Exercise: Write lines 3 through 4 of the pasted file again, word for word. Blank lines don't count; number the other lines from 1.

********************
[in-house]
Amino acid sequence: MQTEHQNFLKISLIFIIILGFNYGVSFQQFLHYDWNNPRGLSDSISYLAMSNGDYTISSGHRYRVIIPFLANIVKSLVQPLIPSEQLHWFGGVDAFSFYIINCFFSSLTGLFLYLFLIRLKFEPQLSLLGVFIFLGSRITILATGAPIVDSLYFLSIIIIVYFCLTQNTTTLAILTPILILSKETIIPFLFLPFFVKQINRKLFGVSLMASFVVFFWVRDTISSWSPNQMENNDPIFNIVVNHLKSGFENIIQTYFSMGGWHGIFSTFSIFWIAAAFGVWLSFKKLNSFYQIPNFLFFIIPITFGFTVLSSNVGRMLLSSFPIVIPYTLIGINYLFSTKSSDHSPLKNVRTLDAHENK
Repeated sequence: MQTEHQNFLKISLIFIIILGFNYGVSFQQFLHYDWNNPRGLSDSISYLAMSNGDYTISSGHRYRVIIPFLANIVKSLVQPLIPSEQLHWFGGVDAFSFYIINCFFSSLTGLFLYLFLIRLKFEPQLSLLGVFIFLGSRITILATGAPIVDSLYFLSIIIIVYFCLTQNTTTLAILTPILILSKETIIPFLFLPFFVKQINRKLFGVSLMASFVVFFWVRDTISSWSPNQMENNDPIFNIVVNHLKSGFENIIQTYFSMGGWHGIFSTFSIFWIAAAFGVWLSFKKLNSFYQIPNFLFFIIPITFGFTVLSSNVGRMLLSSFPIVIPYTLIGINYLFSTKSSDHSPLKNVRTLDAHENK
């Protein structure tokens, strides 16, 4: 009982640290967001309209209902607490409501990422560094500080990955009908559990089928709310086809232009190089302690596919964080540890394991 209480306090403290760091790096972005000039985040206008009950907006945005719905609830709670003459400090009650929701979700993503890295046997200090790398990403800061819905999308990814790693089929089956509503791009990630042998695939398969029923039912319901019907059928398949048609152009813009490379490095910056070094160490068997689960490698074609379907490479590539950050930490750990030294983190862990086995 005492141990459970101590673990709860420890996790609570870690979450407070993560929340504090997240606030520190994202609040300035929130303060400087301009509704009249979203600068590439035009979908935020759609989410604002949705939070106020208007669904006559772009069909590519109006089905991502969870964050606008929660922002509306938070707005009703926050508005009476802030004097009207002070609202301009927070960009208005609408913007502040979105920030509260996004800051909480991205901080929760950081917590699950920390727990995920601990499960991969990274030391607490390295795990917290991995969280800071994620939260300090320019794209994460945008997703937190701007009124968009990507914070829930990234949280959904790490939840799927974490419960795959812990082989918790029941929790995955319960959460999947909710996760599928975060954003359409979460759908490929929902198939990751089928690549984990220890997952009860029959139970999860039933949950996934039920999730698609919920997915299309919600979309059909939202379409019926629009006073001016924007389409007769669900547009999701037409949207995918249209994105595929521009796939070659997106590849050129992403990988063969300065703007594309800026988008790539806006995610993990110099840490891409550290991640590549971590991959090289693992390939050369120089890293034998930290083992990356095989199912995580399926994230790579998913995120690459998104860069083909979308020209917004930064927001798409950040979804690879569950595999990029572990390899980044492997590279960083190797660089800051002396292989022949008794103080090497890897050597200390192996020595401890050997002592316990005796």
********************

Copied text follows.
Repeated sequence: MQTEHQNFLKISLIFIIILGFNYGVSFQQFLHYDWNNPRGLSDSISYLAMSNGDYTISSGHRYRVIIPFLANIVKSLVQPLIPSEQLHWFGGVDAFSFYIINCFFSSLTGLFLYLFLIRLKFEPQLSLLGVFIFLGSRITILATGAPIVDSLYFLSIIIIVYFCLTQNTTTLAILTPILILSKETIIPFLFLPFFVKQINRKLFGVSLMASFVVFFWVRDTISSWSPNQMENNDPIFNIVVNHLKSGFENIIQTYFSMGGWHGIFSTFSIFWIAAAFGVWLSFKKLNSFYQIPNFLFFIIPITFGFTVLSSNVGRMLLSSFPIVIPYTLIGINYLFSTKSSDHSPLKNVRTLDAHENK
């Protein structure tokens, strides 16, 4: 009982640290967001309209209902607490409501990422560094500080990955009908559990089928709310086809232009190089302690596919964080540890394991 209480306090403290760091790096972005000039985040206008009950907006945005719905609830709670003459400090009650929701979700993503890295046997200090790398990403800061819905999308990814790693089929089956509503791009990630042998695939398969029923039912319901019907059928398949048609152009813009490379490095910056070094160490068997689960490698074609379907490479590539950050930490750990030294983190862990086995 005492141990459970101590673990709860420890996790609570870690979450407070993560929340504090997240606030520190994202609040300035929130303060400087301009509704009249979203600068590439035009979908935020759609989410604002949705939070106020208007669904006559772009069909590519109006089905991502969870964050606008929660922002509306938070707005009703926050508005009476802030004097009207002070609202301009927070960009208005609408913007502040979105920030509260996004800051909480991205901080929760950081917590699950920390727990995920601990499960991969990274030391607490390295795990917290991995969280800071994620939260300090320019794209994460945008997703937190701007009124968009990507914070829930990234949280959904790490939840799927974490419960795959812990082989918790029941929790995955319960959460999947909710996760599928975060954003359409979460759908490929929902198939990751089928690549984990220890997952009860029959139970999860039933949950996934039920999730698609919920997915299309919600979309059909939202379409019926629009006073001016924007389409007769669900547009999701037409949207995918249209994105595929521009796939070659997106590849050129992403990988063969300065703007594309800026988008790539806006995610993990110099840490891409550290991640590549971590991959090289693992390939050369120089890293034998930290083992990356095989199912995580399926994230790579998913995120690459998104860069083909979308020209917004930064927001798409950040979804690879569950595999990029572990390899980044492997590279960083190797660089800051002396292989022949008794103080090497890897050597200390192996020595401890050997002592316990005796």